Is there a “boy crisis” in higher education in the United States? Are females outperforming males at disturbingly high rates?
Yes and no. It depends on how you look at it.
The numbers do seem to indicate that something is going on. According to the U.S. Department of Education, significantly more college degrees are being awarded to women than men. Women earn about 62% of all associate’s degrees, 57% of bachelor’s degrees, and 59% of master’s degrees. This is especially interesting because, on the undergraduate level, there isn’t much of a gap at all between males and females entering college. The problem is with male graduation rates.
However, some argue that the so-called “boy crisis” is overstated. A recent report by the American Association of University Women (AAUW) argues that the most significant disparity in educational achievement isn’t gender—it’s socioeconomic status and income level, which makes a far greater impact than gender. The gender gap in education is quite high among poorer students, but among students of middle class or higher status, the gender gap in favor of women is only slight.
Another important part of the educational gap to consider is the question of marketable skills and majors. Traditionally, majors that have attracted women (education, nursing, liberal arts) have led to lower paying careers, while majors that have traditionally attracted men (sciences, computers, engineering, business) have led to higher paying careers. As more women take on nontraditional majors, and as these fields open up more to women, this gap is closing. However, this disparity certainly hasn’t gone away—and it’s just as important as the question of whether more women than men are graduating from college.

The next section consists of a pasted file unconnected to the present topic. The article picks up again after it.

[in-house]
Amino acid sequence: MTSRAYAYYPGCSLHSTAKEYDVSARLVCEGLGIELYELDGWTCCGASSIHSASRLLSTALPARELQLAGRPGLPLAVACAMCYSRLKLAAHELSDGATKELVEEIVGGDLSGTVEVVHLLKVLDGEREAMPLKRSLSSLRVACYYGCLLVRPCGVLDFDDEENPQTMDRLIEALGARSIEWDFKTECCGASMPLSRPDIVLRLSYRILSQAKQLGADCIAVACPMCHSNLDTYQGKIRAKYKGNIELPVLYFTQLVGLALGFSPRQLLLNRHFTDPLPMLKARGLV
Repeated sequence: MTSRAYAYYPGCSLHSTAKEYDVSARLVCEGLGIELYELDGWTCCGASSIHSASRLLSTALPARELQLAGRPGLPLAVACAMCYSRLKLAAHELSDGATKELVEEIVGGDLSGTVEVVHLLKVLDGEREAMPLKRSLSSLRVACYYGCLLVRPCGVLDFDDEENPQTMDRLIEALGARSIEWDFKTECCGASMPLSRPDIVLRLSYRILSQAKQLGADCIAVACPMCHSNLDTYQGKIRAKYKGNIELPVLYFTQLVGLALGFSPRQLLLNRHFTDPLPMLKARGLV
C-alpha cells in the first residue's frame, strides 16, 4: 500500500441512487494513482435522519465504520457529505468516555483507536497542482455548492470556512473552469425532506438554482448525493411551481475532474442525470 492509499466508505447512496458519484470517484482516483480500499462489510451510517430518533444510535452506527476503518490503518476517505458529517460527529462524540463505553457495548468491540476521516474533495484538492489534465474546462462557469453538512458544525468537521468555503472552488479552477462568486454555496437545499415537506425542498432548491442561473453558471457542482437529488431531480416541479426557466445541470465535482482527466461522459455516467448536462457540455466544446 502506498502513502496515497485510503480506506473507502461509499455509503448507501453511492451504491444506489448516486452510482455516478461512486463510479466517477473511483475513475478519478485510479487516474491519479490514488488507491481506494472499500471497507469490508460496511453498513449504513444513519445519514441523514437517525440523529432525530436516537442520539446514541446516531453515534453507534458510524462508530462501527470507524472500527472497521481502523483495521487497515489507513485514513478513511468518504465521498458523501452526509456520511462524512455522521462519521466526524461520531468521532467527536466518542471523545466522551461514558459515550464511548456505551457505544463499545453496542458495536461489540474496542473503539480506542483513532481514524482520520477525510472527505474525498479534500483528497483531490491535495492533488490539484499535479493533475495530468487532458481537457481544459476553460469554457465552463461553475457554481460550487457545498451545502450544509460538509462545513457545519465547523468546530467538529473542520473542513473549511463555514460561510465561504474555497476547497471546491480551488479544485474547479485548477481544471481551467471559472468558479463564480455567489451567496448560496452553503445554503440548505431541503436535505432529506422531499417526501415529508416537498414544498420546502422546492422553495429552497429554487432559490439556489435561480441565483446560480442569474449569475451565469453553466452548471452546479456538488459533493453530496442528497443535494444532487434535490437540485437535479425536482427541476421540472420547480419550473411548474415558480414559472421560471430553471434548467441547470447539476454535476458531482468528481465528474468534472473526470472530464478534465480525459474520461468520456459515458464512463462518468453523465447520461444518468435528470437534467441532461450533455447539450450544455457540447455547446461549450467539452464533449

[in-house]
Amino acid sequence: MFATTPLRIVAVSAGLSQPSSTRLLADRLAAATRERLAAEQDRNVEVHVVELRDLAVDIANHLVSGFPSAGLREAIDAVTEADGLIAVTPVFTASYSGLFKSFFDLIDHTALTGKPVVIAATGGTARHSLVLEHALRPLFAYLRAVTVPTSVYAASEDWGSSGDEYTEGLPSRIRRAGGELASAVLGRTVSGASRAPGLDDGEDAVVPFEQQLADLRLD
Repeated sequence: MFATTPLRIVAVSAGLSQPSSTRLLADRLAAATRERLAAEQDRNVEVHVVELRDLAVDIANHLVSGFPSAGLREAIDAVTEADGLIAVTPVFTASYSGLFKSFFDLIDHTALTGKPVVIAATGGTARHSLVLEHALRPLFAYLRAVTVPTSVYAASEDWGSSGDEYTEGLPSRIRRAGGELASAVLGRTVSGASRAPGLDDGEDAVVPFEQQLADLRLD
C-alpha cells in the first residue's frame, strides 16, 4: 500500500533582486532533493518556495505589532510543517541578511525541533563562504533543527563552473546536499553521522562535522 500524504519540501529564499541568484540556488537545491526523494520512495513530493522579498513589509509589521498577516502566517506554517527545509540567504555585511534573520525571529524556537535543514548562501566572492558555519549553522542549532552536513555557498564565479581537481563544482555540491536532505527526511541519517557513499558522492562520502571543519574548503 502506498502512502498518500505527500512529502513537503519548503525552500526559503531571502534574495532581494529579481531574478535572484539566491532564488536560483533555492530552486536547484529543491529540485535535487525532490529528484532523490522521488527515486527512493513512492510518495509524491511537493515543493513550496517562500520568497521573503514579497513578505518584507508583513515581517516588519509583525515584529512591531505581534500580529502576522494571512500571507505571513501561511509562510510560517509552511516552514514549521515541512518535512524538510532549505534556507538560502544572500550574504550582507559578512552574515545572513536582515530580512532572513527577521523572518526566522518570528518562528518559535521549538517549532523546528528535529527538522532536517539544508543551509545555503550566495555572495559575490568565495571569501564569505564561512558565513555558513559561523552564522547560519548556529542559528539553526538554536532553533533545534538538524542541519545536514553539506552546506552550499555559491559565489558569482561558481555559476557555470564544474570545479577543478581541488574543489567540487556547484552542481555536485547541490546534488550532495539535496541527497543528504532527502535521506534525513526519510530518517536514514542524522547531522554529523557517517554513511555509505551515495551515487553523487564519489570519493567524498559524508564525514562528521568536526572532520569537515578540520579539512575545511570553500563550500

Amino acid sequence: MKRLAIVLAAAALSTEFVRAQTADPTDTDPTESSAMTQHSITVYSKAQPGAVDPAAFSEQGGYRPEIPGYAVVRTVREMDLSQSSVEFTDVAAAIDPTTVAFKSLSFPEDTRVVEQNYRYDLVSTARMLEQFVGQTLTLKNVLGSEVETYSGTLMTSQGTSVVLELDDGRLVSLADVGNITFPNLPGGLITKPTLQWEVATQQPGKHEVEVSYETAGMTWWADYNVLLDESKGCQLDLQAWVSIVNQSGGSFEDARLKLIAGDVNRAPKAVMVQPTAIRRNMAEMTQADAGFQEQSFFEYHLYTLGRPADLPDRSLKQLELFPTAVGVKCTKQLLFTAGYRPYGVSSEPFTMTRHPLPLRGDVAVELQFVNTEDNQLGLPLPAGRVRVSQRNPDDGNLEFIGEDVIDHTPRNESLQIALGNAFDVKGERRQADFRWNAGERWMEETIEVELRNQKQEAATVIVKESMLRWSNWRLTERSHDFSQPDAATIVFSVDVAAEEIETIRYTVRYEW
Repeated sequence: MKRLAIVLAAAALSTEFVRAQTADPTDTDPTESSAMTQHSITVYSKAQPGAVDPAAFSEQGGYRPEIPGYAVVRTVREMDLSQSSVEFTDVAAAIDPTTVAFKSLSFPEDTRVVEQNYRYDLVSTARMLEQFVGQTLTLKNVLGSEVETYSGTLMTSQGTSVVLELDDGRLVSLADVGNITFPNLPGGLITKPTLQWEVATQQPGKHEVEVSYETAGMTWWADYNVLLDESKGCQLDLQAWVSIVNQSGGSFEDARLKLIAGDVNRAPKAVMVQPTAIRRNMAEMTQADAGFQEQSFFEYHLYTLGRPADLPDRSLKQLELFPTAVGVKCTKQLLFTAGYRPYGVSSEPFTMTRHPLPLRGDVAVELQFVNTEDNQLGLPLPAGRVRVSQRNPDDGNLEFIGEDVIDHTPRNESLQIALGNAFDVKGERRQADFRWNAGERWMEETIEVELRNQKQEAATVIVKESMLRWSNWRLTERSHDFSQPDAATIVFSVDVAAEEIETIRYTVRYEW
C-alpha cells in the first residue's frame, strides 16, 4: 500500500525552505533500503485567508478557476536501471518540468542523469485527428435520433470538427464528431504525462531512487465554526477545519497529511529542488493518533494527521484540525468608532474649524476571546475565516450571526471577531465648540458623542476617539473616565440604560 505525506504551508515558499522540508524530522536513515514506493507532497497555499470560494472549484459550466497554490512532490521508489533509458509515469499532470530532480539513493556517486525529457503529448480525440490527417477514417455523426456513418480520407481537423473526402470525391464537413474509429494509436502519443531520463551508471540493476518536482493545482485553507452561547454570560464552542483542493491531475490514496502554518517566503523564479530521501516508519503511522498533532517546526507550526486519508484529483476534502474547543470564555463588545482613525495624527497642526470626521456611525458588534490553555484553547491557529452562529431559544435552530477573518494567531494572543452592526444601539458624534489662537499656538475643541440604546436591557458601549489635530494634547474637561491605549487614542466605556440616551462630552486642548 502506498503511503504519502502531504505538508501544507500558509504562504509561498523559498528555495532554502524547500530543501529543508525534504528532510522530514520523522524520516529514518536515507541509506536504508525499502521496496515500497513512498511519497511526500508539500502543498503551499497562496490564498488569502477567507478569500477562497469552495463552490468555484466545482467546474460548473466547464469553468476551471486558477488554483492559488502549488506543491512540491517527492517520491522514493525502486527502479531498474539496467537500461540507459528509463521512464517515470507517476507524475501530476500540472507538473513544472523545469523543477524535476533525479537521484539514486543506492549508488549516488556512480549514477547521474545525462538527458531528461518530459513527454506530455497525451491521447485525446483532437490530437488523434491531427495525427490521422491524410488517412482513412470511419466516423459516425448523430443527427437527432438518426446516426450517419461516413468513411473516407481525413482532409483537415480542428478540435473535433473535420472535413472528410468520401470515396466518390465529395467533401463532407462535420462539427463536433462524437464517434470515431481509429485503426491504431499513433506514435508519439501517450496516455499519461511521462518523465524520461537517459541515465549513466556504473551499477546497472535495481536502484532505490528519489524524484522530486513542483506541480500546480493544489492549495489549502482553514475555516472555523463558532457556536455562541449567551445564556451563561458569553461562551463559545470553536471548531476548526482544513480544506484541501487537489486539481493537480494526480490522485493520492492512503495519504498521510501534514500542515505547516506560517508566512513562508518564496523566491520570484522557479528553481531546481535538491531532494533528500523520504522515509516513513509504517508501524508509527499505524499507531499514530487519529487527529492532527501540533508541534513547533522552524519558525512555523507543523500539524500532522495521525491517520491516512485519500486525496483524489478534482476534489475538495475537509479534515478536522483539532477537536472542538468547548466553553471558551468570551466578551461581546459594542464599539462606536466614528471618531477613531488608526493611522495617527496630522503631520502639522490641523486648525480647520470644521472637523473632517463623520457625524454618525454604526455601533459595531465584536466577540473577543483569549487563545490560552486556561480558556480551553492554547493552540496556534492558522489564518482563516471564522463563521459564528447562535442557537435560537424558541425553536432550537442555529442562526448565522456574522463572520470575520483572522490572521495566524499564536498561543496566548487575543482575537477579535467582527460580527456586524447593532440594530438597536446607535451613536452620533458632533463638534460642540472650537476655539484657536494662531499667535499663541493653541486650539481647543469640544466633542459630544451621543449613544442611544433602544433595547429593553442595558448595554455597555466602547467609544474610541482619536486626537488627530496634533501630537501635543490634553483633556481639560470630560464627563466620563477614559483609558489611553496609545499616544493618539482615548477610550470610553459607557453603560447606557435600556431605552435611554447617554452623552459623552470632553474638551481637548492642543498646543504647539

Furthermore, it’s important to look at the entire socioeconomic picture for women after college. Women still only make about 76 cents for every dollar that a man makes. The degree to which this gap has closed over the years (it was closer to 50 cents after World War II) is certainly something to applaud—but there’s still a serious gap. Moreover, the gap between male and female wages increases quite a bit as women get older and into the years where people typically accumulate wealth. Right out of college, the gap isn’t all that high, but after the childbearing years are over, women tend to make significantly less than men. Women who choose to have children commonly find themselves downwardly mobile in the workplace, and the same is not true for men who have children—a fact that is not being offset much at all by women’s increased graduation rates.
So should we be concerned by the gap between male and female educational achievement? Of course. But the situation is more complicated than it looks on the surface. For a more accurate understanding of gender inequality in education and beyond, it’s important to look at the bigger picture.